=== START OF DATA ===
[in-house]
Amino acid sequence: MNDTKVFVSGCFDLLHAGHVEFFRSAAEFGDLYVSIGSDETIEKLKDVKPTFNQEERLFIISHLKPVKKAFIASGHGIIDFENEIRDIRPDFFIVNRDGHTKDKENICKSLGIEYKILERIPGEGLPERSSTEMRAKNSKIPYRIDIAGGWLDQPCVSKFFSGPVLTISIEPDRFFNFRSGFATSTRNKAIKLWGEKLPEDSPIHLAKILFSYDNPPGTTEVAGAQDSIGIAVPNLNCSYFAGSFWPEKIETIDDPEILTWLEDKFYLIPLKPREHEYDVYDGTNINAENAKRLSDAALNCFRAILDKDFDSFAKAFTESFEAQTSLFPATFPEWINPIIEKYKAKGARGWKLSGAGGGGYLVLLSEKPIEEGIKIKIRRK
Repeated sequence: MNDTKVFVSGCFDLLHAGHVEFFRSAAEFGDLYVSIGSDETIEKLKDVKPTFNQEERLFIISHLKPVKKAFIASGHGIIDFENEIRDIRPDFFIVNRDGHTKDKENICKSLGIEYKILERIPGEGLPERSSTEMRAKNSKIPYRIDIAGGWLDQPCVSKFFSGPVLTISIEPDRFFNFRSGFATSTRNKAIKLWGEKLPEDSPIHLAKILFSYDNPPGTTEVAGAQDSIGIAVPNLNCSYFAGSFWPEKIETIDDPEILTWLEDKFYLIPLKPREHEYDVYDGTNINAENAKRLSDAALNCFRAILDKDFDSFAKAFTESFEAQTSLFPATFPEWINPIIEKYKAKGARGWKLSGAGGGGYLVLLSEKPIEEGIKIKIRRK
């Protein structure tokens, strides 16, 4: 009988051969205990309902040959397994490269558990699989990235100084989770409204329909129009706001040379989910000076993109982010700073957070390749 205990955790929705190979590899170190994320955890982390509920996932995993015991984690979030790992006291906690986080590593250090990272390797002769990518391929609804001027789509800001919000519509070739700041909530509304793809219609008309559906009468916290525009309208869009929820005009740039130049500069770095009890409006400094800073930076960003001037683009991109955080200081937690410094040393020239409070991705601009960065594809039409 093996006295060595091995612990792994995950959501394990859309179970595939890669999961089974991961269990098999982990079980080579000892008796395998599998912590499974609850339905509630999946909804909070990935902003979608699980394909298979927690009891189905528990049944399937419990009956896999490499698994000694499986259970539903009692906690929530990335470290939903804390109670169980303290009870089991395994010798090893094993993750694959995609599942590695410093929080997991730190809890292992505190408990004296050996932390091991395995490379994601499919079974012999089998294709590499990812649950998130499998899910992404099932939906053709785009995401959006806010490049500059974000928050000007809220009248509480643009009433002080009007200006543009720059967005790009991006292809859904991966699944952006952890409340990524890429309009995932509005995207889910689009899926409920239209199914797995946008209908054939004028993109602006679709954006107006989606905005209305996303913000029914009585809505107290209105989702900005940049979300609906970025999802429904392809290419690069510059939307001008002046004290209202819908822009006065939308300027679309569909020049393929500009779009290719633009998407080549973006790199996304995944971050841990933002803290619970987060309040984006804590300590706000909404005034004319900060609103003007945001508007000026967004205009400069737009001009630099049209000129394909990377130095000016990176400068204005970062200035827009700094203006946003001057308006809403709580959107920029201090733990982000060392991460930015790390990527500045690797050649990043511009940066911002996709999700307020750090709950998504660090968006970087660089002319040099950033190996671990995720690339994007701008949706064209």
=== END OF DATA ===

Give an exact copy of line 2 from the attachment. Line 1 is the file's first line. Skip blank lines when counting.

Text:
Amino acid sequence: MNDTKVFVSGCFDLLHAGHVEFFRSAAEFGDLYVSIGSDETIEKLKDVKPTFNQEERLFIISHLKPVKKAFIASGHGIIDFENEIRDIRPDFFIVNRDGHTKDKENICKSLGIEYKILERIPGEGLPERSSTEMRAKNSKIPYRIDIAGGWLDQPCVSKFFSGPVLTISIEPDRFFNFRSGFATSTRNKAIKLWGEKLPEDSPIHLAKILFSYDNPPGTTEVAGAQDSIGIAVPNLNCSYFAGSFWPEKIETIDDPEILTWLEDKFYLIPLKPREHEYDVYDGTNINAENAKRLSDAALNCFRAILDKDFDSFAKAFTESFEAQTSLFPATFPEWINPIIEKYKAKGARGWKLSGAGGGGYLVLLSEKPIEEGIKIKIRRK